Is Sunscreen Dangerous?
According to a recent study published in The Journal of the American Medical Association (JAMA), several active ingredients in popular sunscreens are absorbed into the body, rather than just sitting on the skin.
The four ingredients in question are avobenzone, oxybenzone, octocrylene and ecamsule. In a small experiment designed by the FDA, researchers found that far higher levels of these ingredients are absorbed into a person’s body than the amount considered benign enough to avoid safety testing—in some cases, as much as 40 times higher. The study also found that the blood concentration of three of the four studied ingredients continued to rise as daily use continued and then remained in the body for at least 24 hours after sunscreen use ended.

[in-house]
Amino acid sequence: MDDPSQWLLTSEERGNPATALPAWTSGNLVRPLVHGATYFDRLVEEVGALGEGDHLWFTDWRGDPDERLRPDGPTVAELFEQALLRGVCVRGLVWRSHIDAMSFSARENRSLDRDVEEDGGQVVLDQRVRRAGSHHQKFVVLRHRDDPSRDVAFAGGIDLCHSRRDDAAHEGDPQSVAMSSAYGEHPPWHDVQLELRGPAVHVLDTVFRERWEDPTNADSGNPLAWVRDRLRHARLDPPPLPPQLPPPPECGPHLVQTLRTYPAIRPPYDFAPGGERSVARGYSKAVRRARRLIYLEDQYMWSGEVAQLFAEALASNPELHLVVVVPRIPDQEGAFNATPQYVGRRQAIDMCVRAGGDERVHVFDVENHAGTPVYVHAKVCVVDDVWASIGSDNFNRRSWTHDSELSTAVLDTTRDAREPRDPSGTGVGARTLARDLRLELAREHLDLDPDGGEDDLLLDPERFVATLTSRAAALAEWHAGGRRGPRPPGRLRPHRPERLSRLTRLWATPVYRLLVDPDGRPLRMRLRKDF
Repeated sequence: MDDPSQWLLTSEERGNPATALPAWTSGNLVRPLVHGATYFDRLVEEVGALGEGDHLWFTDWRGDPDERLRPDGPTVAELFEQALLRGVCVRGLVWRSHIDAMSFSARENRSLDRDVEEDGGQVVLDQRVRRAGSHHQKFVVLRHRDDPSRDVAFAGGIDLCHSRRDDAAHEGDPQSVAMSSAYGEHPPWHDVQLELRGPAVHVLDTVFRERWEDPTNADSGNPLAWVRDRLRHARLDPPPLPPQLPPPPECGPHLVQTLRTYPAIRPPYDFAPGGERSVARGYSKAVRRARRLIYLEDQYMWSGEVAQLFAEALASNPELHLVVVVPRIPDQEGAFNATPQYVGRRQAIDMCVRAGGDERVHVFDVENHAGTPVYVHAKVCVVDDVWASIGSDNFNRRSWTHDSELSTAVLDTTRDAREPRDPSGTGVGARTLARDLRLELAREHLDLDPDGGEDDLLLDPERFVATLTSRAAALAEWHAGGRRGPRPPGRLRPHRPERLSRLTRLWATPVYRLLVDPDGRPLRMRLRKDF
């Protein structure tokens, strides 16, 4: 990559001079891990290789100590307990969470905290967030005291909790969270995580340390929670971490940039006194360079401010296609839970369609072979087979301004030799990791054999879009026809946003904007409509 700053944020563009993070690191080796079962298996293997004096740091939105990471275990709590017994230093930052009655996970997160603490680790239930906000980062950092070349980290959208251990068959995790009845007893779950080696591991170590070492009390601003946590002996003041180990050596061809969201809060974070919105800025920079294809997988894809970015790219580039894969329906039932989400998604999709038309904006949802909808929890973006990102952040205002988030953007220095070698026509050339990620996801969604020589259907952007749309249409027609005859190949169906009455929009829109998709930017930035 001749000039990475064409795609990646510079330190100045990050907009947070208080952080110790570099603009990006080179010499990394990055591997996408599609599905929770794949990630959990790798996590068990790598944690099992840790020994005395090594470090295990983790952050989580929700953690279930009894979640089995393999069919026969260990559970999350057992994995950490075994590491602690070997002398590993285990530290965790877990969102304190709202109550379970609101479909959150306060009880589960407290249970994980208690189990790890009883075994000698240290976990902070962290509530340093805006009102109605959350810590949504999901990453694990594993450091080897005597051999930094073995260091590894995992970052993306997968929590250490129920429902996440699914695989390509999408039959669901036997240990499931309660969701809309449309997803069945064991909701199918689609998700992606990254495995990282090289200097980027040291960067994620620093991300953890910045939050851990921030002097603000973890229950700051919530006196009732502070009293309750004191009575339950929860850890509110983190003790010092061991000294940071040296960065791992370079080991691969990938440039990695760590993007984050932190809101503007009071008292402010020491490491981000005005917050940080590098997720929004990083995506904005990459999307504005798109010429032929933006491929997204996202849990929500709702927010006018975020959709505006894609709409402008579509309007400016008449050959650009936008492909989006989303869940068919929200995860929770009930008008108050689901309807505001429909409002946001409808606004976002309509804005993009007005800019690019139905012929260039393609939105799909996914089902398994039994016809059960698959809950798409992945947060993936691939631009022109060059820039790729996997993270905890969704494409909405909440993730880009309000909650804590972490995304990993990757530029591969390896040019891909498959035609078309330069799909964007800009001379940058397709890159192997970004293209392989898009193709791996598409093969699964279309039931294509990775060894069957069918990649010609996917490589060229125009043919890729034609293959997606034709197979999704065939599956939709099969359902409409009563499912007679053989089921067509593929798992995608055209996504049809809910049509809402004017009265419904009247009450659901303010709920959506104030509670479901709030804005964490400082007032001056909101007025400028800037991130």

The FDA recently said that these four chemicals needed to be researched by manufacturers before they are considered generally safe and effective. So, should people stop using sunscreen? Absolutely not, experts say. The fact that an ingredient is absorbed through the skin and into the body does not necessarily mean that the ingredient is unsafe.
According to the Skin Cancer Foundation, more people in the U.S. are diagnosed with skin cancer each year than all other cancers combined. In fact, one in five Americans will develop skin cancer in their lifetime.
Here are some sun safety tips to keep in mind as we approach summer:
- Limit time in the sun, especially between the hours of 10:00 a.m. and 3:00 p.m., when the sun’s rays are the most intense.
- Wear protective clothing, such as long-sleeved shirts, sunglasses, and wide-brimmed hats.
- Keep newborns out of the sun—sunscreens should only be used on babies over six months old.
- When going outside, apply at least one ounce of sunscreen to all exposed skin every two hours or after swimming.
- Because UV rays are always present, sunscreen should be applied even on cloudy days.